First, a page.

Incorporate acupressure techniques into your post-shower rubdown. “Apply a two-finger grip below the area and squeeze until you have a feeling of a 'good hurt,'" explains Dan. "Do not get to the point of bad pain. Squeeze for 20 seconds and release, then go to the area above the pain and hold again for 20 seconds." 

Once you've worked through the pressure points, be sure to follow with gentle massage. "You should feel a level of relaxation because of the focused blood flow,” says Dan.

And just like the myriad streaming workouts available, you can set up a telemedicine session with a practitioner who can teach you how to work on your body specifically.

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06 of 08

Add CBD to Your Routine

Cannabidiol (CBD) skincare and tinctures are not only on-trend, they're a blessing for immediate pain relief. "CBD's impact on pain has to do with its role in one of our body’' key functional systems: the Endocannabinoid System, or simply ECS," says Karena Dawn, co-founder of the lifestyle wellness community, Tone It Up. She continues, "This system is responsible for keeping our body in a steady state. It helps regulate our sleep, mood, pain, appetite, inflammation, memory, reproduction, and more. When we consume CBD, we are helping the ECS work its wonders."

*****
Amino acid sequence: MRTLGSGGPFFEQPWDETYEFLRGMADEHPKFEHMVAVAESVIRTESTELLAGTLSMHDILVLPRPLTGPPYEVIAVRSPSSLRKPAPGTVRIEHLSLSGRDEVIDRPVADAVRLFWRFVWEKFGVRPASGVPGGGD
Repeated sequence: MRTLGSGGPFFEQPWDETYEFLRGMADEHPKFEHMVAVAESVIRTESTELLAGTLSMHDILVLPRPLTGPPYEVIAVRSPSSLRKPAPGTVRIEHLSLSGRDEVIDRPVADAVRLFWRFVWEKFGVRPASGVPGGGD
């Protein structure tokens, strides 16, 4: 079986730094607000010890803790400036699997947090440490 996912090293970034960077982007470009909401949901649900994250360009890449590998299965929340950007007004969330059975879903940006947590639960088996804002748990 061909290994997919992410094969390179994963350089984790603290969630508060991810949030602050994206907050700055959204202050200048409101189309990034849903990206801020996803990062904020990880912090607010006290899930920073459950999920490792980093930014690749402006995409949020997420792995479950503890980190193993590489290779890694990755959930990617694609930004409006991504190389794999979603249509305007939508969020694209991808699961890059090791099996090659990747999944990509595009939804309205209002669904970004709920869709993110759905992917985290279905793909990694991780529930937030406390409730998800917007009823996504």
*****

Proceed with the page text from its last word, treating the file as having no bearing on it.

Adding CBD to your wellness routine can ease muscular tension in a pinch. "I've used CBD for pain when I feel stressed and my neck and shoulder muscles are tense and sore to speed my recovery process," says Dawn.

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07 of 08

Apply Heat

If you're wondering whether to add cold or heat to sore muscles, definitely go with heat. "Heat helps move blood whereas cold constricts the area of blood flow," says Dan. "Blood itself brings all the healing chemicals to the area to relieve pain." She adds that at first, heat may make the area hurt more, but after a few minutes you should feel a release.

Topical products can offer heating properties to tense muscles, and often contain camphor, a warming analgesic and anesthetic used to relieve pain. If you apply post-bath, Hoyt advises you to wait until your skin cools to avoid irritation.

Muscle Ease Gel
LATHER Muscle Ease Gel $18
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08 of 08

Rub Your Feet

Not only do your feet contain thousands of nerve endings, they are made up of 52 bones, one quarter of all the bones in your body. The muscles and tendons in your feet serve as connective tissue to your limbs, and when your feet are achy and sore, so is the rest of your body.

A foot rub can help focus realignment, but more than that, it's something you can do for yourself that feels divine.

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UP NEXT: how to prevent your muscles from getting sore after a workout.